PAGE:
Journal Reference:

  1. Meaghan Wall, Gretchen Poortinga, Kym L. Stanley, Ralph K. Lindemann, Michael Bots, Christopher J. Chan, Megan J. Bywater, Kathryn M. Kinross, Megan V. Astle, Kelly Waldeck, Katherine M. Hannan, Jake Shortt, Mark J. Smyth, Scott W. Lowe, Ross D. Hannan, Richard B. Pearson, Ricky W. Johnstone, and Grant A. McArthur. The mTORC1 Inhibitor Everolimus Prevents and Treats Eμ-Myc Lymphoma by Restoring Oncogene-Induced Senescence. Cancer Discovery, 2012; DOI: 10.1158/2159-8290.CD-12-0404

Cite This Page:

American Association for Cancer Research (AACR). "Hard-to-treat Myc-driven cancers may be susceptible to drug already used in clinic." ScienceDaily. ScienceDaily, 14 December 2012. <www.sciencedaily.com/releases/2012/12/121214102229.htm>.
American Association for Cancer Research (AACR). (2012, December 14). Hard-to-treat Myc-driven cancers may be susceptible to drug already used in clinic. ScienceDaily. Retrieved April 17, 2014 from www.sciencedaily.com/releases/2012/12/121214102229.htm
American Association for Cancer Research (AACR). "Hard-to-treat Myc-driven cancers may be susceptible to drug already used in clinic." ScienceDaily. www.sciencedaily.com/releases/2012/12/121214102229.htm (accessed April 17, 2014).

Share This



More Health & Medicine News

Thursday, April 17, 2014

Featured Research

from universities, journals, and other organizations


Featured Videos

from AP, Reuters, AFP, and other news services

Could Even Casual Marijuana Use Alter Your Brain?

Could Even Casual Marijuana Use Alter Your Brain?

Newsy (Apr. 16, 2014) A new study conducted by researchers at Northwestern and Harvard suggests even casual marijuana use can alter your brain. Video provided by Newsy
Powered by NewsLook.com
Thousands Of Vials Of SARS Virus Go Missing

Thousands Of Vials Of SARS Virus Go Missing

Newsy (Apr. 16, 2014) A research institute in Paris somehow misplaced more than 2,000 vials of the deadly SARS virus. Video provided by Newsy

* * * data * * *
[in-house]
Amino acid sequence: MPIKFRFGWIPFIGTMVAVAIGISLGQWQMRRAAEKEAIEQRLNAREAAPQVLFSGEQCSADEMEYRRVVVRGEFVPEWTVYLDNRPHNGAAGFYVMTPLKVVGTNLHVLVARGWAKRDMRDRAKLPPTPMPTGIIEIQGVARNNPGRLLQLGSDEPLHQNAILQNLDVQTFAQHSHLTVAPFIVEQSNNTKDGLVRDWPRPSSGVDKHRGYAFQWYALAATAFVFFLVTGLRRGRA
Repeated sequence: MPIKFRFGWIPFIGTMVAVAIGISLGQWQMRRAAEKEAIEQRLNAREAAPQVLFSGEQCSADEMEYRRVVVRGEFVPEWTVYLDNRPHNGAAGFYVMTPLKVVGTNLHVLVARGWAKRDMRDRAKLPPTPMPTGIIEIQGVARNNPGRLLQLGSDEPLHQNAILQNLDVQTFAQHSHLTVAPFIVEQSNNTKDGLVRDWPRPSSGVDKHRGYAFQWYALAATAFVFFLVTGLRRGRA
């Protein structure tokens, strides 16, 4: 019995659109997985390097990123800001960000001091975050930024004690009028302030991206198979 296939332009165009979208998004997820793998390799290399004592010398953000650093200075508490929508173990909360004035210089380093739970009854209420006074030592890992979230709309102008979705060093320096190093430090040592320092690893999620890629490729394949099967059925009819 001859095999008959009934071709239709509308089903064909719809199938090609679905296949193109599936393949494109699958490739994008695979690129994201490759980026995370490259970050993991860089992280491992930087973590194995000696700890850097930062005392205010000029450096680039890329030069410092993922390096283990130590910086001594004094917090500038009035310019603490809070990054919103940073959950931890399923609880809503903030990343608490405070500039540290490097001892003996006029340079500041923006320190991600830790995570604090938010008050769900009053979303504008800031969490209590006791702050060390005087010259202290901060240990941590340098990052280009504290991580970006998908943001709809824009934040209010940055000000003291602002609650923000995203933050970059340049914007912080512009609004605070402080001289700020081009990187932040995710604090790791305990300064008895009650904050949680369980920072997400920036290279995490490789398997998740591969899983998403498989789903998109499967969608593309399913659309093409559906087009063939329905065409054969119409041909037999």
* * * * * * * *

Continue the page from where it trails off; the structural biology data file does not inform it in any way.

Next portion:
Powered by NewsLook.com
Formerly Conjoined Twins Released From Dallas Hospital

Formerly Conjoined Twins Released From Dallas Hospital

Newsy (Apr. 16, 2014) Conjoined twins Emmett and Owen Ezell were separated by doctors in August. Now, nearly nine months later, they're being released from the hospital. Video provided by Newsy
Powered by NewsLook.com
Ebola Outbreak Now Linked To 121 Deaths

Ebola Outbreak Now Linked To 121 Deaths

Newsy (Apr. 15, 2014) The ebola virus outbreak in West Africa is now linked to 121 deaths. Health officials fear the virus will continue to spread in urban areas. Video provided by Newsy
Powered by NewsLook.com

Search ScienceDaily

Number of stories in archives: 140,361

Find with keyword(s):
Enter a keyword or phrase to search ScienceDaily for related topics and research stories.

Save/Print:
Share:

Breaking News:
from the past week

In Other News

... from NewsDaily.com

Science News

Health News

Environment News

Technology News



Save/Print:
Share:

Free Subscriptions


Get the latest science news with ScienceDaily's free email newsletters, updated daily and weekly. Or view hourly updated newsfeeds in your RSS reader:

Get Social & Mobile


Keep up to date with the latest news from ScienceDaily via social networks and mobile apps:

Have Feedback?


Tell us what you think of ScienceDaily -- we welcome both positive and negative comments. Have any problems using the site? Questions?
Mobile: iPhone Android Web
Follow: Facebook Twitter Google+
Subscribe: RSS Feeds Email Newsletters
Latest Headlines Health & Medicine Mind & Brain Space & Time Matter & Energy Computers & Math Plants & Animals Earth & Climate Fossils & Ruins